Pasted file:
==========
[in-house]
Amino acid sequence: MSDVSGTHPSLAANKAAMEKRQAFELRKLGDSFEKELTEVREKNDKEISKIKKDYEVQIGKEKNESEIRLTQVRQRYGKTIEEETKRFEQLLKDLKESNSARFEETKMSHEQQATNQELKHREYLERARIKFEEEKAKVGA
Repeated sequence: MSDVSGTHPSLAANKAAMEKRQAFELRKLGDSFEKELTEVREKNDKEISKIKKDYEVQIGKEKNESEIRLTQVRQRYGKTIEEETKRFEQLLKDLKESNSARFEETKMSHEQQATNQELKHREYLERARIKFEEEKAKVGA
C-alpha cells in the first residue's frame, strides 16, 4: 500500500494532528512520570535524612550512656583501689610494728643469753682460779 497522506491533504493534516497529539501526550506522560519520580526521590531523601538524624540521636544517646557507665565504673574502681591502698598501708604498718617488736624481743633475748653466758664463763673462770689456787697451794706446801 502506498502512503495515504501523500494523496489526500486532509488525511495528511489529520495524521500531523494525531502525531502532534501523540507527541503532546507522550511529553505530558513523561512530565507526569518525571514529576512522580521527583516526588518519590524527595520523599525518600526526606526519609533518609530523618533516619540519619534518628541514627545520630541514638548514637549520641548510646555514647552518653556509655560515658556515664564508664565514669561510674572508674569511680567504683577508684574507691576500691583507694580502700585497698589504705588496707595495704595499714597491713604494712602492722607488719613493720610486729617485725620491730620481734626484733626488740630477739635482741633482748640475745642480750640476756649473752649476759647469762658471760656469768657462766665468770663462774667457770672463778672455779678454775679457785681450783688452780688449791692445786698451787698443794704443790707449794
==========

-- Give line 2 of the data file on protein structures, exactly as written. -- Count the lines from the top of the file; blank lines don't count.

Amino acid sequence: MSDVSGTHPSLAANKAAMEKRQAFELRKLGDSFEKELTEVREKNDKEISKIKKDYEVQIGKEKNESEIRLTQVRQRYGKTIEEETKRFEQLLKDLKESNSARFEETKMSHEQQATNQELKHREYLERARIKFEEEKAKVGA